Wetland classification

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Classification of wetlands has been a problematical task, with the commonly accepted definition of what constitutes a wetland being among the major difficulties. A number of national wetland classifications exist. In the 1970s, the Ramsar Convention on Wetlands of International Importance introduced a first attempt to establish an internationally acceptable wetland classification scheme.[1]

Ramsar classification[edit]

The Ramsar classification of wetland types is intended as a means for fast identification of the main types of wetlands for the purposes of the Convention.[2]

The wetlands are classified into three major classes:

  • Marine/coastal wetlands
  • Inland wetlands
  • Human-made wetlands

These are further subdivided by the type of water: fresh / saline / brackish / alkaline; and may be further classified by the substrate type of other characteristics.

National systems of classification[edit]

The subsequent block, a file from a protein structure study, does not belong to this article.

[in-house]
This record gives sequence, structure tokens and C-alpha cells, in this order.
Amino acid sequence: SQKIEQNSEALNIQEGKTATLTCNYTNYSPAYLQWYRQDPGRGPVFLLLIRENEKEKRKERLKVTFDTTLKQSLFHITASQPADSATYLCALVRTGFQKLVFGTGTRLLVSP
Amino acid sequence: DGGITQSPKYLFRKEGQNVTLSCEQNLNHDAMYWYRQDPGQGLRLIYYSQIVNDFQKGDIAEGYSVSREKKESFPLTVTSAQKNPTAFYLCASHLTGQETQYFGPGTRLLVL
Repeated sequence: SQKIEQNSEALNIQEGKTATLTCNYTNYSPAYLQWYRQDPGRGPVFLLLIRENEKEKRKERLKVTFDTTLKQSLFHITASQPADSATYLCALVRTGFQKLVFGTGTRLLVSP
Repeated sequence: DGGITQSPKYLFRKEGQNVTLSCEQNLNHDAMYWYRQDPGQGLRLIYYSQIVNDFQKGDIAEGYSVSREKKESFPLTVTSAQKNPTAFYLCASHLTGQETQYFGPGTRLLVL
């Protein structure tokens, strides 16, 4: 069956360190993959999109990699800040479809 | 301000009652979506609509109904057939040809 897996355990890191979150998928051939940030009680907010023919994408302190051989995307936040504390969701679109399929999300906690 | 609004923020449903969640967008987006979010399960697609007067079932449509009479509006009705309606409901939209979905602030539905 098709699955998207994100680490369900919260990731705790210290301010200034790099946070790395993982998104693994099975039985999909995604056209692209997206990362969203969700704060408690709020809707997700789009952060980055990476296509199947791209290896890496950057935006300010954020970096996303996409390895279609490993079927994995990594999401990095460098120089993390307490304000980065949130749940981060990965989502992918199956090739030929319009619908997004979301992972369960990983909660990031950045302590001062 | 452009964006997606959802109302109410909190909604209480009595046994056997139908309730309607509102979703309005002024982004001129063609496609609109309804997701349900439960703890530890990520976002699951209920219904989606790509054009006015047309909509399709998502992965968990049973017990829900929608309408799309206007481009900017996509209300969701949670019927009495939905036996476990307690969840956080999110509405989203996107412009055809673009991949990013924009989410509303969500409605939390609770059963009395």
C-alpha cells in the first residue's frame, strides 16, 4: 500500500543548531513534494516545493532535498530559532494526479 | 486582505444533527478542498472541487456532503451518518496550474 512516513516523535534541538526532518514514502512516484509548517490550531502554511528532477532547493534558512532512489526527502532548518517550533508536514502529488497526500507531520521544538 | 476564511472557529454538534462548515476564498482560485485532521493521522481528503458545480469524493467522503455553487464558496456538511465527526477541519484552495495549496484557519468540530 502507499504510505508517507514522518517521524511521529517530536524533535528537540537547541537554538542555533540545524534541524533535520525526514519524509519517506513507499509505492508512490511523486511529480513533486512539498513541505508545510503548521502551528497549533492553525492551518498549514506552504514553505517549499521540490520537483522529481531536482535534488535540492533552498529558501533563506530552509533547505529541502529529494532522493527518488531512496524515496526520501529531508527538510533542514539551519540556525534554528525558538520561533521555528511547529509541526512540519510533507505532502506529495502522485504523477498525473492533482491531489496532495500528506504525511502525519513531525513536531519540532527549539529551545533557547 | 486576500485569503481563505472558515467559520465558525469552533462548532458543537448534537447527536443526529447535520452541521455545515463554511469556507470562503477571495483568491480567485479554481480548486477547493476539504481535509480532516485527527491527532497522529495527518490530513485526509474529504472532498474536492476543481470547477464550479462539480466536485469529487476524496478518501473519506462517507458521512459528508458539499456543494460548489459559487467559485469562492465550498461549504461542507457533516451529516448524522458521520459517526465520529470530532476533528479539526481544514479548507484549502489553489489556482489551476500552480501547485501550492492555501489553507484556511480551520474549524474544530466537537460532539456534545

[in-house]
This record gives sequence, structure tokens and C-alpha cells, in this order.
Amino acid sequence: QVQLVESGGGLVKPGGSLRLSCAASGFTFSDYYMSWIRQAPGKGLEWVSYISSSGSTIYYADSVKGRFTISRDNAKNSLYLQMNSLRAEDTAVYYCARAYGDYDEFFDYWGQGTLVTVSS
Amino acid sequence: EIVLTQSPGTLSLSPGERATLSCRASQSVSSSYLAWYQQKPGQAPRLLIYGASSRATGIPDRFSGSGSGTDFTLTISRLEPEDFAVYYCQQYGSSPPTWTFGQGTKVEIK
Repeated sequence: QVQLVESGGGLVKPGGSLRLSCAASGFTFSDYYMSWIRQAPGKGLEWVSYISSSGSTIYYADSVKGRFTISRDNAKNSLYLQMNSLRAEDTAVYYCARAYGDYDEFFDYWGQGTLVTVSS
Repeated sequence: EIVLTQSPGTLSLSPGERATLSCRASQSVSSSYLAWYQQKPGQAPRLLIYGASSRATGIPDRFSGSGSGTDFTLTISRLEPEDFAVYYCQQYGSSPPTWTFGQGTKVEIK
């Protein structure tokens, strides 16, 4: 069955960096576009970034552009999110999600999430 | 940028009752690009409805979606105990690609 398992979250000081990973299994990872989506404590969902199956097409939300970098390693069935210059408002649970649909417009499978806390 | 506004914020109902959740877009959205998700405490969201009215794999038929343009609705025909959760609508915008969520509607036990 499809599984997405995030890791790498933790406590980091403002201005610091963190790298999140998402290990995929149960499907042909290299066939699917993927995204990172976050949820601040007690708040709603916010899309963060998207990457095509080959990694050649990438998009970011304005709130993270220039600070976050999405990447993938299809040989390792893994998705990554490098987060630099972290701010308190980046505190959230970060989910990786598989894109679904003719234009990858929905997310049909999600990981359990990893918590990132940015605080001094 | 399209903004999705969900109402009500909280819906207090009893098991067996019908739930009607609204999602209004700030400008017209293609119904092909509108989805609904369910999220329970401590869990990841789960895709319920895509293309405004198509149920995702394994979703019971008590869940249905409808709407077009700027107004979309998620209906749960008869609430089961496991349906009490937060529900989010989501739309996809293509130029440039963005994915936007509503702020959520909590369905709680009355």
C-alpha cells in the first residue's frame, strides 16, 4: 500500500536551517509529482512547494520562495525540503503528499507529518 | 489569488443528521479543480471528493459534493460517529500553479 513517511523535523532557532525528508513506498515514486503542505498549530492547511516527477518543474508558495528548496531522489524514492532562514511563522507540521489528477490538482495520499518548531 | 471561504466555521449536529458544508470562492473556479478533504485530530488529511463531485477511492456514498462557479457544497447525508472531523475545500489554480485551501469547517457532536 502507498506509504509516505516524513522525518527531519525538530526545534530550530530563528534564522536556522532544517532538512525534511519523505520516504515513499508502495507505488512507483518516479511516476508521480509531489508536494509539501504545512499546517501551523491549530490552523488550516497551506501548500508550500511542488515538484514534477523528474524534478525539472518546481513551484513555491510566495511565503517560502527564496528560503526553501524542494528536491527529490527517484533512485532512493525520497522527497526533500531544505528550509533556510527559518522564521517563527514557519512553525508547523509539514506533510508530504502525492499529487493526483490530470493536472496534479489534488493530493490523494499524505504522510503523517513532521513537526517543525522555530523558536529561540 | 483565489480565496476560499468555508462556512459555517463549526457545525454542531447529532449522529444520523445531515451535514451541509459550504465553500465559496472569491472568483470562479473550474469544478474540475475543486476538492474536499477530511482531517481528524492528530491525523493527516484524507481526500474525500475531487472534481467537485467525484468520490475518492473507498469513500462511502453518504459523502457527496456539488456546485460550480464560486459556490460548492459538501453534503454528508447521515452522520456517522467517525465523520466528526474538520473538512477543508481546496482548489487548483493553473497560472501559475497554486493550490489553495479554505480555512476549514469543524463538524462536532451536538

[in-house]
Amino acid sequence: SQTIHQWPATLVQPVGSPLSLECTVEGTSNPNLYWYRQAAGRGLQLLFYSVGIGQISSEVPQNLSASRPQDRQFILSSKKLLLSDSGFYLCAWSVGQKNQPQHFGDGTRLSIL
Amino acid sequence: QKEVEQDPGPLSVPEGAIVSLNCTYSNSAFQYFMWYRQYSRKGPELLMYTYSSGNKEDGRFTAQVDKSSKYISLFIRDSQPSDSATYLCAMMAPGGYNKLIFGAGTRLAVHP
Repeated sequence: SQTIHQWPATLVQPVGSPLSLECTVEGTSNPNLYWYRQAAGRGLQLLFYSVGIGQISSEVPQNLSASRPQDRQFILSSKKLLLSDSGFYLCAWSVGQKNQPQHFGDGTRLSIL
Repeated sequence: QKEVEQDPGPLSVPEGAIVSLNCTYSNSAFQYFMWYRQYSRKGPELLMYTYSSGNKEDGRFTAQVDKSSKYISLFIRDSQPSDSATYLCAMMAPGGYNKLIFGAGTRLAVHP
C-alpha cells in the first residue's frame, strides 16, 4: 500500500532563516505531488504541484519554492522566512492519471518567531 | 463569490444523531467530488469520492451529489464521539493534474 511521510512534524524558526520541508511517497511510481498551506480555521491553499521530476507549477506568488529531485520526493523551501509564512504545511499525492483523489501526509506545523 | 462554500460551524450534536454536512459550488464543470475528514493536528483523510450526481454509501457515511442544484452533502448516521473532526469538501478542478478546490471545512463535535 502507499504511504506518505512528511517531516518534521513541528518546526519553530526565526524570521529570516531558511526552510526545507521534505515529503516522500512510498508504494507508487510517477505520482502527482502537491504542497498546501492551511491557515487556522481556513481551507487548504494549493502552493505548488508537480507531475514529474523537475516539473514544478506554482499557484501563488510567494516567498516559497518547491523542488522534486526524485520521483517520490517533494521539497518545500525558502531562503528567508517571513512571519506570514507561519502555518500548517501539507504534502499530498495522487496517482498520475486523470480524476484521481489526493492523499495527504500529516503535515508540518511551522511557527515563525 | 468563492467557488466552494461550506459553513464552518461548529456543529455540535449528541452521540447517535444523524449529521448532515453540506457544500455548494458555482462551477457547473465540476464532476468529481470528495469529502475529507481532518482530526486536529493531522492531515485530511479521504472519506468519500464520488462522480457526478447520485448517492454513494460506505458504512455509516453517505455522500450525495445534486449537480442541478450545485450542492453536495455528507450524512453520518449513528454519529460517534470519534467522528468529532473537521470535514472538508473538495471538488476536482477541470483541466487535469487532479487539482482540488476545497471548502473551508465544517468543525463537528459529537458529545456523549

Wetlands in Australia that considered to be of national importance are so classified by criteria published in association with the Directory of Important Wetlands in Australia (DIWA).[3]

United States[edit]

Wetlands of the United States are classified according to the U.S. Fish and Wildlife Service's National Wetlands Inventory (NWI).[4]

See also[edit]


  1. ^ " Classification and inventory of wetlands: A global overview", D. A. Scott and T. A. Jones, Plant Ecology, Volume 118, Numbers 1-2, 1995, pp. 3-16, doi:10.1007/BF00045186
  2. ^ "Ramsar Classification System for Wetland Type"
  3. ^ "Directory of Important Wetlands in Australia". Commonwealth of Australia. Retrieved 7 October 2015.
  4. ^ http://wetlandsfws.er.usgs.gov/NWI/index.html